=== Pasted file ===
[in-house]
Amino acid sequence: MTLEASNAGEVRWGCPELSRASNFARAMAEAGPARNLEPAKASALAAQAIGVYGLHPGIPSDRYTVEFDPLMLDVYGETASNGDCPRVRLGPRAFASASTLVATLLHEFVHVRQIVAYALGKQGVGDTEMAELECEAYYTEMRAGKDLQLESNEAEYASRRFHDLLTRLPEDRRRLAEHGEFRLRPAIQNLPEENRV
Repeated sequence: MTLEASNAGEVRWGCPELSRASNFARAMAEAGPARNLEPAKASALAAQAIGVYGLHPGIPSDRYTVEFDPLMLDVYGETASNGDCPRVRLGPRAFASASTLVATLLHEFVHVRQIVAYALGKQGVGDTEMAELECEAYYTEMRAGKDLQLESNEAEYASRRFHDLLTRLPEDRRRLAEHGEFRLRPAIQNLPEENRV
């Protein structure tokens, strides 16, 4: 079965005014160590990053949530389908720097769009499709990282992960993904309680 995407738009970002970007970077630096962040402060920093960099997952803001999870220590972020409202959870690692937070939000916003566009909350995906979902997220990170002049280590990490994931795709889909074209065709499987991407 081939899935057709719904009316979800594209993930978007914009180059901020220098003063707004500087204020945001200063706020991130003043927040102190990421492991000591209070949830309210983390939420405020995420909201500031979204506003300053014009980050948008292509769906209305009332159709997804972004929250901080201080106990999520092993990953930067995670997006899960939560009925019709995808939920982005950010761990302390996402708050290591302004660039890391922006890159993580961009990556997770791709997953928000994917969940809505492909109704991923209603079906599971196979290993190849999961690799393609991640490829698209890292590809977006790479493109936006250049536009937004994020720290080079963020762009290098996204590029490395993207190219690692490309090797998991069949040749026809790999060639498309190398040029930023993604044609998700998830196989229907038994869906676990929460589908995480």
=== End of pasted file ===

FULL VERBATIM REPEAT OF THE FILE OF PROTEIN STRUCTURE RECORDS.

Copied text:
[in-house]
Amino acid sequence: MTLEASNAGEVRWGCPELSRASNFARAMAEAGPARNLEPAKASALAAQAIGVYGLHPGIPSDRYTVEFDPLMLDVYGETASNGDCPRVRLGPRAFASASTLVATLLHEFVHVRQIVAYALGKQGVGDTEMAELECEAYYTEMRAGKDLQLESNEAEYASRRFHDLLTRLPEDRRRLAEHGEFRLRPAIQNLPEENRV
Repeated sequence: MTLEASNAGEVRWGCPELSRASNFARAMAEAGPARNLEPAKASALAAQAIGVYGLHPGIPSDRYTVEFDPLMLDVYGETASNGDCPRVRLGPRAFASASTLVATLLHEFVHVRQIVAYALGKQGVGDTEMAELECEAYYTEMRAGKDLQLESNEAEYASRRFHDLLTRLPEDRRRLAEHGEFRLRPAIQNLPEENRV
């Protein structure tokens, strides 16, 4: 079965005014160590990053949530389908720097769009499709990282992960993904309680 995407738009970002970007970077630096962040402060920093960099997952803001999870220590972020409202959870690692937070939000916003566009909350995906979902997220990170002049280590990490994931795709889909074209065709499987991407 081939899935057709719904009316979800594209993930978007914009180059901020220098003063707004500087204020945001200063706020991130003043927040102190990421492991000591209070949830309210983390939420405020995420909201500031979204506003300053014009980050948008292509769906209305009332159709997804972004929250901080201080106990999520092993990953930067995670997006899960939560009925019709995808939920982005950010761990302390996402708050290591302004660039890391922006890159993580961009990556997770791709997953928000994917969940809505492909109704991923209603079906599971196979290993190849999961690799393609991640490829698209890292590809977006790479493109936006250049536009937004994020720290080079963020762009290098996204590029490395993207190219690692490309090797998991069949040749026809790999060639498309190398040029930023993604044609998700998830196989229907038994869906676990929460589908995480």